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These are my writing posts from my former blog, spanning 2009-2012. To see new writing posts, click on the blog tab above. To see these archived post organized by topic, click "For Writers" above.

Entries in opening chapter (4)


A Litmus Test for Your Opening Scene



So as I mentioned last week, I've been judging for my local RWA's chapter contest. And the thing about contests is that, as a contestant, you're only submitting a limited number of pages--usually around 25-35 pages--simulating the partial submission to an agent/editor. Therefore, as a judge I'm giving feedback not just on mechanics and craft stuff, but on the overall BIG DEAL question--am I hooked? When I hit page thirty and it ends, do I want to read more?
Well, what I'm finding is that many times someone may be really strong in mechanics and craft and even voice, but the first chapters are either all backstory (which I talked about last week) or are too much showing of every day life. Let's meet the MC's friends, their family, let's describe what everyone looks like and what his or her house is like, etc. Then maybe by chapter three, let's get to the "good stuff".
Now I'm a proponent of getting a glimpse into the ordinary life. It can work really well and in movies that's a very important component. Almost always, the opening images of a movie are the MC's ordinary life. We see how this person's life is right now so we can feel the impact of the big change/turning point/etc. However, here's the key: it's a glimpse. Meaning VERY brief.   
No one else is going to make it to chapter three's "good stuff" if nothing has really happened up until then. I'm reading it all because I'm a judge, but the agent or editor has already moved on. You have to get the story moving now. 
So what does that opening scene need?
One of my favorite writing books Make a Scene: Crafting a Powerful Story One Scene at a Time by Jordan Rosenfeld (If you don't have it, get it. The book breaks down the elements of a scene and also goes over types of scenes--dramatic/contemplative/action/flashback etc.) Anyway, the book also has a great litmus test for what needs to be present in an opening scene.
Make a Scene: Crafting a Powerful Story One Scene at a Time
Litmus Test for an Opening Scene

I'll put my novel to the test as well as an example.
1. A challenge to your protagonist's status quo.
My MC finds out she's going to have to work with her ex-boyfriend--the only guy to ever really break her heart.



2. An antagonist for your character to encounter. (Doesn't have to be THE antagonist.)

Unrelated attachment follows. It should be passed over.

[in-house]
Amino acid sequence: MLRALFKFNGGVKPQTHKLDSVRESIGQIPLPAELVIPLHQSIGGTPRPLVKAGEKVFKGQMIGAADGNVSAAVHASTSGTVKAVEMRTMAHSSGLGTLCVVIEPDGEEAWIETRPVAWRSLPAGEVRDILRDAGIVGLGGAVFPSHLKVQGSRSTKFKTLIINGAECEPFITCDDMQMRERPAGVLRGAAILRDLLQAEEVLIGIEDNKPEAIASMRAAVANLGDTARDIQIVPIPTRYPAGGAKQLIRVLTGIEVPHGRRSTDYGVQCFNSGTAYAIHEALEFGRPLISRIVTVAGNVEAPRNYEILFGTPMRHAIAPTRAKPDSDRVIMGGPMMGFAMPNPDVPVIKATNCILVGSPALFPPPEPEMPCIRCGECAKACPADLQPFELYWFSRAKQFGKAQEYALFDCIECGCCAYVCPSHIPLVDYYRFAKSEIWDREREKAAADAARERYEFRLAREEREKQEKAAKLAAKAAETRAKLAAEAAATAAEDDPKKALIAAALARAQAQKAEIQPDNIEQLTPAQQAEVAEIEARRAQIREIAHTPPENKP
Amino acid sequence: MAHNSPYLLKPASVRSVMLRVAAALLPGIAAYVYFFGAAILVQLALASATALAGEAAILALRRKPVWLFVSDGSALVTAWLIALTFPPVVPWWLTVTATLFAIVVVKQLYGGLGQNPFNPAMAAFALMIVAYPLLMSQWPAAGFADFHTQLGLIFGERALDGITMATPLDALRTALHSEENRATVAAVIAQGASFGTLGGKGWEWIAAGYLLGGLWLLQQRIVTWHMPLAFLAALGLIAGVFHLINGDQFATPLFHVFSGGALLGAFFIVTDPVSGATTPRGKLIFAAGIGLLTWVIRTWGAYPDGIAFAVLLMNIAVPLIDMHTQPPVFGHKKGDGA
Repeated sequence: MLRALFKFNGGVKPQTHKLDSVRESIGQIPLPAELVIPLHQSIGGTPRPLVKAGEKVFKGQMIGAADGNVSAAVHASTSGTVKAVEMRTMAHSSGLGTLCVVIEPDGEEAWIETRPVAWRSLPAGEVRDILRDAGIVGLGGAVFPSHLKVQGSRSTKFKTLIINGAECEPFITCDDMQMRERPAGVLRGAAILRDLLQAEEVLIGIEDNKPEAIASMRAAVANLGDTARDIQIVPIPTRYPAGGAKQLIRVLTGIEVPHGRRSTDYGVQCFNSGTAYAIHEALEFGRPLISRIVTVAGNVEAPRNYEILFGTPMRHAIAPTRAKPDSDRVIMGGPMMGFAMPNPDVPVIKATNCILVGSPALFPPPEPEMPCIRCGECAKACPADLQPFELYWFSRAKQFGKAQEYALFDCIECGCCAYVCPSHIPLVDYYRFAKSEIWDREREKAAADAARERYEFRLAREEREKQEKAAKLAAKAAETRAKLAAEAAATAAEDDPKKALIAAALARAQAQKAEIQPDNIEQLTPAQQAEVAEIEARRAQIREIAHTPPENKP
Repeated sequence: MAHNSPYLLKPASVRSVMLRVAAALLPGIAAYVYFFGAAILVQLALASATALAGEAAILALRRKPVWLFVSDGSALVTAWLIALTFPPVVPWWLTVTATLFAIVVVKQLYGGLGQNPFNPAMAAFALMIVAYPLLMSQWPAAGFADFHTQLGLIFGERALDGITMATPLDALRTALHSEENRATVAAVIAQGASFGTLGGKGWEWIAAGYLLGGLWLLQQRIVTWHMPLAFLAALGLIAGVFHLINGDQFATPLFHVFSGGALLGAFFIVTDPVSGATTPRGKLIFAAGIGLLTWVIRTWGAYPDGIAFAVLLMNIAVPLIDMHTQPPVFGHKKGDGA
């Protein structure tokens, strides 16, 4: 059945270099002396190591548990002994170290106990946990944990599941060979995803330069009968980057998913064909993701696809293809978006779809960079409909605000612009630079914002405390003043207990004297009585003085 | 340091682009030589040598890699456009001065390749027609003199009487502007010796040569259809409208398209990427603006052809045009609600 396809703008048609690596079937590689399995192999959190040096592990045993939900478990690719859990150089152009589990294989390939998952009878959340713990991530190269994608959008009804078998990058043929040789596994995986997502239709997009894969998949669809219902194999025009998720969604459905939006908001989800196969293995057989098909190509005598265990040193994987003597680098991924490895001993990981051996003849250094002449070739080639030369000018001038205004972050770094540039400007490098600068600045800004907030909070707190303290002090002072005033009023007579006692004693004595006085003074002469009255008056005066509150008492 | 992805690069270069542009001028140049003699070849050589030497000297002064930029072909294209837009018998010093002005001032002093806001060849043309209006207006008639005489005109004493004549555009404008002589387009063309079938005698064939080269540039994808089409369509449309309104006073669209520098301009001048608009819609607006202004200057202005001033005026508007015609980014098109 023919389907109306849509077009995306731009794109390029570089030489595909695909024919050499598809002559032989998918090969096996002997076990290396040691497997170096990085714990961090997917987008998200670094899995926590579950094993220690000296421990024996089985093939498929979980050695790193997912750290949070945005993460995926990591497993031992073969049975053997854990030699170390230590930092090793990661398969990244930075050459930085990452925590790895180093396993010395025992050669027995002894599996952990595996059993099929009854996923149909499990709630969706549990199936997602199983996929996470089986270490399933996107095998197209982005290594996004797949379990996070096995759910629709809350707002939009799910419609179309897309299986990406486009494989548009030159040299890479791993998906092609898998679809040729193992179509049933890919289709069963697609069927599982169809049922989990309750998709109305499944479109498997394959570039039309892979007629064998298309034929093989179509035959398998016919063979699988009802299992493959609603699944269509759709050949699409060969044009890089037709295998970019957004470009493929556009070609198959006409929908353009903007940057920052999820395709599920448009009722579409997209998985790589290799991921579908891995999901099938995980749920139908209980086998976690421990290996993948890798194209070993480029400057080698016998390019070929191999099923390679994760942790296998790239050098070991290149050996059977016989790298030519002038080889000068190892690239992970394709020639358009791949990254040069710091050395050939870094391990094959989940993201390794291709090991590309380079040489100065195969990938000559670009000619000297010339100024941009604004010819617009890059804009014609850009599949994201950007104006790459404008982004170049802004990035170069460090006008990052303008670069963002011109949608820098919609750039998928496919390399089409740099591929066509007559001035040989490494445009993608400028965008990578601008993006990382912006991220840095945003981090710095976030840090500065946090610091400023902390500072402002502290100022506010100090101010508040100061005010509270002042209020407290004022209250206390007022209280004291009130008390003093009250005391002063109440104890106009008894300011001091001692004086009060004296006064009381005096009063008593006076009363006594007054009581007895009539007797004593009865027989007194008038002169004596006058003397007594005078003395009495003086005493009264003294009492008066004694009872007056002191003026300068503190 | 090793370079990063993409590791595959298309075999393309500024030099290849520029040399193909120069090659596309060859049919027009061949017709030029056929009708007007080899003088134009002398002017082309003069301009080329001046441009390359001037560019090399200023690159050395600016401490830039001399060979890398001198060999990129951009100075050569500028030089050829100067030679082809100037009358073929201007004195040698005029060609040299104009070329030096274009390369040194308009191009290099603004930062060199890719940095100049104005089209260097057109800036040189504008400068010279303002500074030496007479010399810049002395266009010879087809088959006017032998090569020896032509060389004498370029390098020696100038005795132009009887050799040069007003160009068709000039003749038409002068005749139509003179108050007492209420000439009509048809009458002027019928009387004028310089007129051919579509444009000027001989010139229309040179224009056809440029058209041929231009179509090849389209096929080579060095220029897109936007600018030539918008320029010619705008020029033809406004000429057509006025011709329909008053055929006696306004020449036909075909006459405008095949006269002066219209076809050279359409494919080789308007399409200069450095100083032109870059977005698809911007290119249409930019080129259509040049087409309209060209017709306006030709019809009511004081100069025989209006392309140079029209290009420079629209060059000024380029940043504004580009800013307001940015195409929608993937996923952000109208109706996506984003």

My hero is the antagonist in the first chapter, but then my heroine finds out her sister has gone missing in the next scene. Therefore, the true antagonist is the person behind her sister's disappearance.



3. Introduce your protagonist's immediate intentions.
My heroine intends to ignore the ex-boyfriend and their history and just treat him like a stranger.



4. A glimpse into your MC's history/personality/motivation.
I open with a "glimpse into ordinary life" with my MC at the end of a really bad date. It's very brief and I don't even name the guy she's having dinner with, but we get a feel for her current life and her voice during the two paragraph encounter.



5. The protagonist makes a decision that leads immediately to more complications.
The person who makes a decision in my first chapter is actually the hero (my romance has two protagonists--hero and heroine have equal POV time). So my hero decides to follow my  heroine after she gets a frantic call from her sister and leaves the party. This of course leads to the main suspense thread of the plot because they both show up and find the sister missing. Oh, and guess who is the only person who can help the heroine find the sister? Yep, the hero. :)



Therefore, even though my opening scene is only one layer of the story and doesn't introduce the suspense plot and the big turning point until the next chapter, all these basic points have been hit. It's enough conflict and action to whet the appetite to keep turning the page (hopefully!) and see how much more complicated things are going to get. 

What do you think? Are these components a good summary of what you like to read/write in an opening scene? Think back to your favorite books or movies, do they follow these guidelines? Can you think of any other "must haves" in an opening?


*This is a revamped post from 2009


Story Beginnings: Agent and Publisher Opinions


Alien pod plants
Photo by Dave Gingrich (click pic for link)
Last week I talked about the opening sentence. You guys had a great debate in the comments, so it's clear that we all have different opinions. So, in lieu of so many of you starting a new story for NaNoWriMo, I thought I would share some of the tidbits from Hooked that the author got straight from agents and editors.  
What beginning makes them stop reading?